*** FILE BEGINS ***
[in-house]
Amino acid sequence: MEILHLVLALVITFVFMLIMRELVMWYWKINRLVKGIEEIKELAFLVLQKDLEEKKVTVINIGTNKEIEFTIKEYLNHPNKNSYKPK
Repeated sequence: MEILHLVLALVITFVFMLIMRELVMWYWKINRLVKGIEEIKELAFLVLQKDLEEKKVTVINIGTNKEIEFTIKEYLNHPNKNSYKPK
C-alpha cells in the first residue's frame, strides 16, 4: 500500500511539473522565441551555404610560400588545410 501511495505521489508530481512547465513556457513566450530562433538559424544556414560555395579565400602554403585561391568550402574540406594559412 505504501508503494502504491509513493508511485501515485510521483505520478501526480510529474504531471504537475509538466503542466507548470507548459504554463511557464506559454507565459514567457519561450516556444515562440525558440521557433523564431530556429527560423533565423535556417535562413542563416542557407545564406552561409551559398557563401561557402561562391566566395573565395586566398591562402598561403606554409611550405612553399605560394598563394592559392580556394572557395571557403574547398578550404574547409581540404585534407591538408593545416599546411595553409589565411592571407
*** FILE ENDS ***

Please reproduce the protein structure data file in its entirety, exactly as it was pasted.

[in-house]
Amino acid sequence: MEILHLVLALVITFVFMLIMRELVMWYWKINRLVKGIEEIKELAFLVLQKDLEEKKVTVINIGTNKEIEFTIKEYLNHPNKNSYKPK
Repeated sequence: MEILHLVLALVITFVFMLIMRELVMWYWKINRLVKGIEEIKELAFLVLQKDLEEKKVTVINIGTNKEIEFTIKEYLNHPNKNSYKPK
C-alpha cells in the first residue's frame, strides 16, 4: 500500500511539473522565441551555404610560400588545410 501511495505521489508530481512547465513556457513566450530562433538559424544556414560555395579565400602554403585561391568550402574540406594559412 505504501508503494502504491509513493508511485501515485510521483505520478501526480510529474504531471504537475509538466503542466507548470507548459504554463511557464506559454507565459514567457519561450516556444515562440525558440521557433523564431530556429527560423533565423535556417535562413542563416542557407545564406552561409551559398557563401561557402561562391566566395573565395586566398591562402598561403606554409611550405612553399605560394598563394592559392580556394572557395571557403574547398578550404574547409581540404585534407591538408593545416599546411595553409589565411592571407